CDI [Cloud Digital Interface] is an advanced, fully uncompressed, protocol for use within Amazon VMs. It transports video in a number of formats, as well as audio, time code and other metadata. While it is possible to use CDI with Amazon's enhanced network backbone, it is safest and most efficient, within their network stacks. The URL will include a local IP and port, with an optional remote IP, adapter and ID.
Here are some examples:
Possible parameters include:
- remoteip: a remote computer to connect to exclusively
- adapter: the transport, EFA (Elastic Fabric Adapter) or socket. EFA is the default.
- id: a numeric value to specify the stream
S2022 and S2110
The SMPTE 2022-6 and SMPTE 2110 protocols can be accessed via SDP (Session Description Protocol) or manual setup. To access an SDP source:
For some Drastic software, the source can be set up manually. For S2022, this is a single set of Source IP, Source Port, Destination IP, Destination Port and Interface address. One or any combination of these can be used to describe the source of the SMPTE 2022-6 stream, which contains all the video, audio and HANC/VANC channels. For SMTPE 2110, up to three sets of the same information are required to describe the video, audio and anc streams, which are all separate. A PTP (Precision Time Protocol) grandmaster may also be specified. Here is the configuration dialog from 4KScope:
videoQC URL/URI From Browser
videoQC supports being run from a browser, if installed on a Windows or macOS computer, with the special videoqc:// URL/URI. This will also work on Apple and Android devices with our FlowCaster Player apps (available free from the app store). In the case of videoqc://, it is not a protocol itself, but rather it loads the player and passes the rest of the protocol to it. So if you wanted an automatic link to bring up the srt stream: srt://239.100.30:31:1234?mode=caller&password=thisisapassword&user=thisisauser, you would add this to the videoqc:// start and remove its colon, as below:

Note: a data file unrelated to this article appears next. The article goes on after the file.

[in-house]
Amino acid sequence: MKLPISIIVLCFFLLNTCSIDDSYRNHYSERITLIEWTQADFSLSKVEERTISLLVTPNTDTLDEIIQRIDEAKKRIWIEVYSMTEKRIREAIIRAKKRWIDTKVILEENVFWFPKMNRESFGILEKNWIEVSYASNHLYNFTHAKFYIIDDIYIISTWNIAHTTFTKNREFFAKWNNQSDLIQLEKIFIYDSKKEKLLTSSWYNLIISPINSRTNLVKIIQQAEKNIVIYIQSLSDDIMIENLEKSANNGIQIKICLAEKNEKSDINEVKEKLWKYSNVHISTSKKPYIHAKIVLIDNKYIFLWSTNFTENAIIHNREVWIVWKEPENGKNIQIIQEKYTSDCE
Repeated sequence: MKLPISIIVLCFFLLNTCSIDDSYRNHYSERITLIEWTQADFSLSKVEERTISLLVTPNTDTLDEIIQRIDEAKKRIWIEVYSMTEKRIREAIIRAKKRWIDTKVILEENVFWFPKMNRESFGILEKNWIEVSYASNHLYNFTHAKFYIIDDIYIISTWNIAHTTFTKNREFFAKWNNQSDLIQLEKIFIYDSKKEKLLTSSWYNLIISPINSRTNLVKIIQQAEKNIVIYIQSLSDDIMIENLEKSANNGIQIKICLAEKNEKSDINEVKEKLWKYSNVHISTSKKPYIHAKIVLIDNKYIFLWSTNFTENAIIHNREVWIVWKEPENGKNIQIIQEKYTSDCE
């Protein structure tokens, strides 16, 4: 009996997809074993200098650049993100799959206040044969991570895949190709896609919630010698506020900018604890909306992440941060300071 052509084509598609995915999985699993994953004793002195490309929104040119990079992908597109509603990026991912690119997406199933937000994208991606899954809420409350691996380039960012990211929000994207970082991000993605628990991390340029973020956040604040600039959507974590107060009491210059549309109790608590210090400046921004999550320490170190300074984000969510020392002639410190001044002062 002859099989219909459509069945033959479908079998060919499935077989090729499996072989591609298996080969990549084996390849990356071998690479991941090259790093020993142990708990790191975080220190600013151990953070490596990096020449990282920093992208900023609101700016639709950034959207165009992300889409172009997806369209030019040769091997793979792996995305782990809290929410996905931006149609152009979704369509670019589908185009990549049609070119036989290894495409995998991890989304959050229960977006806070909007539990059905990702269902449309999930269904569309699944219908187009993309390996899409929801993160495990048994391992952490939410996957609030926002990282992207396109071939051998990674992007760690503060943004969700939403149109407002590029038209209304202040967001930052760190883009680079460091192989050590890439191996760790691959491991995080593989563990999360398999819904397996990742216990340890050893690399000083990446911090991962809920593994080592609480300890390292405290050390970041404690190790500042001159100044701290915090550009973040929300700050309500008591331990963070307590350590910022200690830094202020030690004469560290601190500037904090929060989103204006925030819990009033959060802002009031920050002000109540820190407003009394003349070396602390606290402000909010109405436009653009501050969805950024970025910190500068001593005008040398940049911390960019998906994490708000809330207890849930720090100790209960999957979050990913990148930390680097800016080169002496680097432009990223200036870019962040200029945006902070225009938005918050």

Application Specific Notes
VLC (version 3.0.8 and greater)
VLC supports a number of streaming formats from the menu Media | Open Network Stream. Here you can read our UDP://, RTP:// and SRT://. If you are using multicast IP addresses (eg. 239.#.#.#), VLC prefers that you add an at sign (@) before the ip, like:
You can also use the @ sign to receive on any address using just the port:
For SRT, VLC only supports the being a 'caller', so our software needs to be set up as a listener. A typical setup would be
Assuming the IP 172.16.12.25 was the IP of the machine SMPTE2NET is running on.
OBS - Open Broadcast System
OBS supports UDP, RTP and SRT using its FFMPEG media reader. It will support both listener and caller modes in the latest versions (26.0.2 or greater). The reconnect is not 100% reliable, so if connection is lost, then you may have to open the source again to have it set up. To add a UDP, RTP or SRT source, click the + button in the Source panel and select MediaSource. In the Properties, unclick Local File, add the standard srt string, for listener or caller:
Set the input format to "mpegts" without the quotes, and set up the buffering and reconnect to taste.
Marshall and other Cameras
Most cameras we have tested operate as callers, so our software will have to be set up as a listener on the local IP the SRT stream is coming in on. Alternately, you can use the all addresses mode by using the 0.0.0.0 IP